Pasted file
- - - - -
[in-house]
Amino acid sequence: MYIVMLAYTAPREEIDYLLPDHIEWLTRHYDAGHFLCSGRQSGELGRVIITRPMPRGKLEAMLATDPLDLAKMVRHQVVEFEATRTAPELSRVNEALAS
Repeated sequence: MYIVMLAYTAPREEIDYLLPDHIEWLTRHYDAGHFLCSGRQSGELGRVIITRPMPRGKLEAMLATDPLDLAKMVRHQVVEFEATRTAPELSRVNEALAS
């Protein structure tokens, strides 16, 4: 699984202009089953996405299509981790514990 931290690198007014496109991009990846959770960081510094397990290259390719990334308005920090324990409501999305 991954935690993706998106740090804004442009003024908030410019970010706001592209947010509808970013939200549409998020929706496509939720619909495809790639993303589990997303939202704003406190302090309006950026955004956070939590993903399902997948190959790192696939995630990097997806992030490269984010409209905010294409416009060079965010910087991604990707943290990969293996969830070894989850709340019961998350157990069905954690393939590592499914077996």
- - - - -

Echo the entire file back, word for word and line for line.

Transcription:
[in-house]
Amino acid sequence: MYIVMLAYTAPREEIDYLLPDHIEWLTRHYDAGHFLCSGRQSGELGRVIITRPMPRGKLEAMLATDPLDLAKMVRHQVVEFEATRTAPELSRVNEALAS
Repeated sequence: MYIVMLAYTAPREEIDYLLPDHIEWLTRHYDAGHFLCSGRQSGELGRVIITRPMPRGKLEAMLATDPLDLAKMVRHQVVEFEATRTAPELSRVNEALAS
């Protein structure tokens, strides 16, 4: 699984202009089953996405299509981790514990 931290690198007014496109991009990846959770960081510094397990290259390719990334308005920090324990409501999305 991954935690993706998106740090804004442009003024908030410019970010706001592209947010509808970013939200549409998020929706496509939720619909495809790639993303589990997303939202704003406190302090309006950026955004956070939590993903399902997948190959790192696939995630990097997806992030490269984010409209905010294409416009060079965010910087991604990707943290990969293996969830070894989850709340019961998350157990069905954690393939590592499914077996």